Gall Bladder Stone is Serious Threat - Are you Prepared?
The gallbladder is one of the important organs of the human body. While few people are aware of it, you should know that the gallbladder is a tiny sac-like organ on the right side of the abdomen and below the liver.
Know the Organ
The gallbladder forms the biliary system, which contains the liver and the pancreas. One of the important functions of the biliary system is the transportation of bile as well as digestive enzymes. The bile, which is a digestive fluid manufactured by the liver and aids in the digestion of fats, is stored in the gallbladder.
How are Gallstones Formed?
Gallstones are hardened deposits of the digestive fluid that is formed in the gallbladder.
Gallstones can be formed due to any of the following reasons:
Blockage of its ducts can cause the bile or any of the digestive enzymes to be ensnared in the duct.
Formation of solid particles by the bile in the gallbladder.
The presence of high amounts of cholesterol or bilirubin in the bile.
Poor quality of muscles may prevent the gallbladder from emptying totally.
The existence of residual bile may cause the formation of gallstones.
What lifestyle choices or situations could lead to Gallstone formation?
The following situations can increase the risk of gallstones .
Consumption of certain medications
Consumption of cholesterol-lowering medications
Use of birth-control pills
Eating a high-fat, and a high-cholesterol diet
Eating a low-fibre diet
Having a family history of gallstones
Having liver disease
What is the Size of Gallstones?
Gallstones have an extremely large range where size is concerned. They can vary in size from the that of a tiny grain of sand to that of a golf ball. While some people develop just one gallstone, others develop many gallstones at the same time. Some people may have a number of small stones, others may have a single large stone, and yet others may have a combination of sizes.
What are the Symptoms of Gallstones?
Most people with gallstones display no symptoms, but symptoms occur as complications develop. The predominant symptom is a pain in the right upper part of the abdomen. Since the pain occurs in bouts, each bout is referred to as an 'attack'.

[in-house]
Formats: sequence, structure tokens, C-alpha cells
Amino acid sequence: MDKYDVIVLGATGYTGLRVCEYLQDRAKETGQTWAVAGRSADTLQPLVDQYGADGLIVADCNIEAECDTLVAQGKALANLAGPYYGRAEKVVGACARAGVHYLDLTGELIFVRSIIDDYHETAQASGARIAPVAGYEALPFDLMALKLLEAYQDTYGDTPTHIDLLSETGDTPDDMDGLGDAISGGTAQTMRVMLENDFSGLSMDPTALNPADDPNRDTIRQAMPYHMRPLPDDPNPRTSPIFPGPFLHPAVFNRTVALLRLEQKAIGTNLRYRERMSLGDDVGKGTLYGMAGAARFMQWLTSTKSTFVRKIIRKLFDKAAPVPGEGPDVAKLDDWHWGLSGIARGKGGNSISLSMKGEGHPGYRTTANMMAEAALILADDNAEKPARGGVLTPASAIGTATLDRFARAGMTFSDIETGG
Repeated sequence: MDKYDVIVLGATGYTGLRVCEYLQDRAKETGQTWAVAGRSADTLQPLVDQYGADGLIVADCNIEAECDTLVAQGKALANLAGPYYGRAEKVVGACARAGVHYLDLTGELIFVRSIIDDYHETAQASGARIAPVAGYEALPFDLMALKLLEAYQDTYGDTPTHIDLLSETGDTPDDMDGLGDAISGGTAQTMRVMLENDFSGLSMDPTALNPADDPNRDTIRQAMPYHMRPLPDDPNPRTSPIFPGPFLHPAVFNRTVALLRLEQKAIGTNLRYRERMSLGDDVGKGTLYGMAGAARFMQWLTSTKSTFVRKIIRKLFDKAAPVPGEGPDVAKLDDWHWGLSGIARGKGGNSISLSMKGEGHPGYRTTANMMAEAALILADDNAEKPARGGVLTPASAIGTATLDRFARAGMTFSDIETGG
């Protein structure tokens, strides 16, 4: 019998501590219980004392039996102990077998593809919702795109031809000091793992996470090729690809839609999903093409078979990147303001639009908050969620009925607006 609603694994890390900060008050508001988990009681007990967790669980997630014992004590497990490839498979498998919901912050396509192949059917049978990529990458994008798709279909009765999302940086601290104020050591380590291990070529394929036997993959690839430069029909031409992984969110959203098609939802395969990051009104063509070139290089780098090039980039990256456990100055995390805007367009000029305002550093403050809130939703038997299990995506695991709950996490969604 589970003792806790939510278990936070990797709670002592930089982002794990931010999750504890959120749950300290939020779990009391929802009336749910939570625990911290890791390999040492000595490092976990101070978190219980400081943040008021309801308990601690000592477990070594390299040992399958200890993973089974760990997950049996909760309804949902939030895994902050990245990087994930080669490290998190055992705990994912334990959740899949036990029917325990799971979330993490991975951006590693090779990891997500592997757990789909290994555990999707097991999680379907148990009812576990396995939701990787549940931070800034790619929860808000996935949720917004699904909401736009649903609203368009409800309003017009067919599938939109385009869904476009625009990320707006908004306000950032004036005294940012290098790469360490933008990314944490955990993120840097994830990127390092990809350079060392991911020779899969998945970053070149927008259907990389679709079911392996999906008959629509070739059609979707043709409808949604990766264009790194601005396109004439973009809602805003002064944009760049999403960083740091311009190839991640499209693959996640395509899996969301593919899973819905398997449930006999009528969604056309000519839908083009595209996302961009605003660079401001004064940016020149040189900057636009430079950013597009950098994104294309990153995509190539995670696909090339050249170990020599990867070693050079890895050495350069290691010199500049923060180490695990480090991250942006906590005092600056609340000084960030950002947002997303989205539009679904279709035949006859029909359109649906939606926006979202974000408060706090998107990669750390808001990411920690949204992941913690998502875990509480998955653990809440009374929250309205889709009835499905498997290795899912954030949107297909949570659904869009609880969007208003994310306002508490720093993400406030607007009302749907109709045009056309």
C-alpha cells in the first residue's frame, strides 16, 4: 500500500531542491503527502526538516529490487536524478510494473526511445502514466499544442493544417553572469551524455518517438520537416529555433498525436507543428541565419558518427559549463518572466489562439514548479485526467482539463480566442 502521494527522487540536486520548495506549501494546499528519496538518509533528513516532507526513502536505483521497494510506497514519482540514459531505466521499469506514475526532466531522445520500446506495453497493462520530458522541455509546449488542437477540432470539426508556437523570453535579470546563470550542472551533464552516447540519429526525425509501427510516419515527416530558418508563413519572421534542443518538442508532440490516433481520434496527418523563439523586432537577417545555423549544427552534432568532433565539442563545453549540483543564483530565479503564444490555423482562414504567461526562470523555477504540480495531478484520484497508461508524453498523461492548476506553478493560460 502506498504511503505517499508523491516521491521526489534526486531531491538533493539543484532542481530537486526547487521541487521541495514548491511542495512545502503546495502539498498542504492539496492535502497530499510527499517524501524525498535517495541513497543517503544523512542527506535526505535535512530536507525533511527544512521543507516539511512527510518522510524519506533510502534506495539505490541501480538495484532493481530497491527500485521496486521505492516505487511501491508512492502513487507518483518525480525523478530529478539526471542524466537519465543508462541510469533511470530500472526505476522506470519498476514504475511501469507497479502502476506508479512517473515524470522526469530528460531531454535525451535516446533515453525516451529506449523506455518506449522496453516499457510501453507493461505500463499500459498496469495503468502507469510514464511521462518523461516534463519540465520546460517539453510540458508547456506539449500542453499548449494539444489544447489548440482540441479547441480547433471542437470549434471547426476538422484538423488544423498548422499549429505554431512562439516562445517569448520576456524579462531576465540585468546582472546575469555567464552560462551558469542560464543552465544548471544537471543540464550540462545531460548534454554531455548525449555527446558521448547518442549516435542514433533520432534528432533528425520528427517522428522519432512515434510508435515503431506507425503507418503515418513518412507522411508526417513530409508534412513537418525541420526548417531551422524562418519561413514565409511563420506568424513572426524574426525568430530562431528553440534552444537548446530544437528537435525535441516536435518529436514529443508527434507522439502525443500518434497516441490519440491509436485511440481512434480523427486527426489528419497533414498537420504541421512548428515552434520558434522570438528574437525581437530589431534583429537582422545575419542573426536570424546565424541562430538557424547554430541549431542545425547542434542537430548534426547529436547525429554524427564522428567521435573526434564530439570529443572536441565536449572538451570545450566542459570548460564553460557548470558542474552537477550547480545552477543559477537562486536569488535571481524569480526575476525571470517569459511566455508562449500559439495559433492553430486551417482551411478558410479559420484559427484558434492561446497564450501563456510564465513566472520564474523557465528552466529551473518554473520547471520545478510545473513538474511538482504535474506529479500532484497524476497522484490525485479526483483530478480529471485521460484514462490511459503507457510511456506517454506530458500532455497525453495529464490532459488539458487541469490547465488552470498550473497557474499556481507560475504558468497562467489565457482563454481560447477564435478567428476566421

The spacing between attacks cannot be defined - they may occur every few days or weeks, or may be separated even by years. Usually, the pain starts within a short time after a greasy meal. The pain can be severe, dull, and persistent, and can last a long time.
The pain can also radiate to the right shoulder or back, may also occur frequently at night and can keep the person awake. Other symptoms of the ailment include nausea, vomiting, fever, indigestion, and intolerance to greasy foods. Jaundice can also be a persistent problem.
No blood test can detect gallstones. Ultrasound of the gallbladder is taken and the findings are correlated. Another method is by an oral cholecystogram (OCG). Both ultrasound and OCG can detect gallstones in the gallbladder in almost all the cases. Other tests for diagnosis are CT scan, Cholescintigraphy (HIDA scan) and Endoscopic Retrograde Cholangiopancreatography (ERCP).
While gallbladder stone removal surgery affords relief, the stone removal is as laborious a procedure as cholecystectomy, and it is fraught with unwanted complications like bile leakage and bleeding. Gallbladder stone treatment involves either by Laparoscopic Cholecystectomy or regular Cholecystectomy is the only option to get permanently rid of gallstones.
However, you can prevent gallstones by having your meals regularly, maintaining a healthy weight, and keeping up with regular physical activity.
Now that you are aware of gallstones and how they are formed, take the necessary precautions to avoid them. But, in the unfortunate event of gallstones being present, have a surgery for the gallbladder stone removal.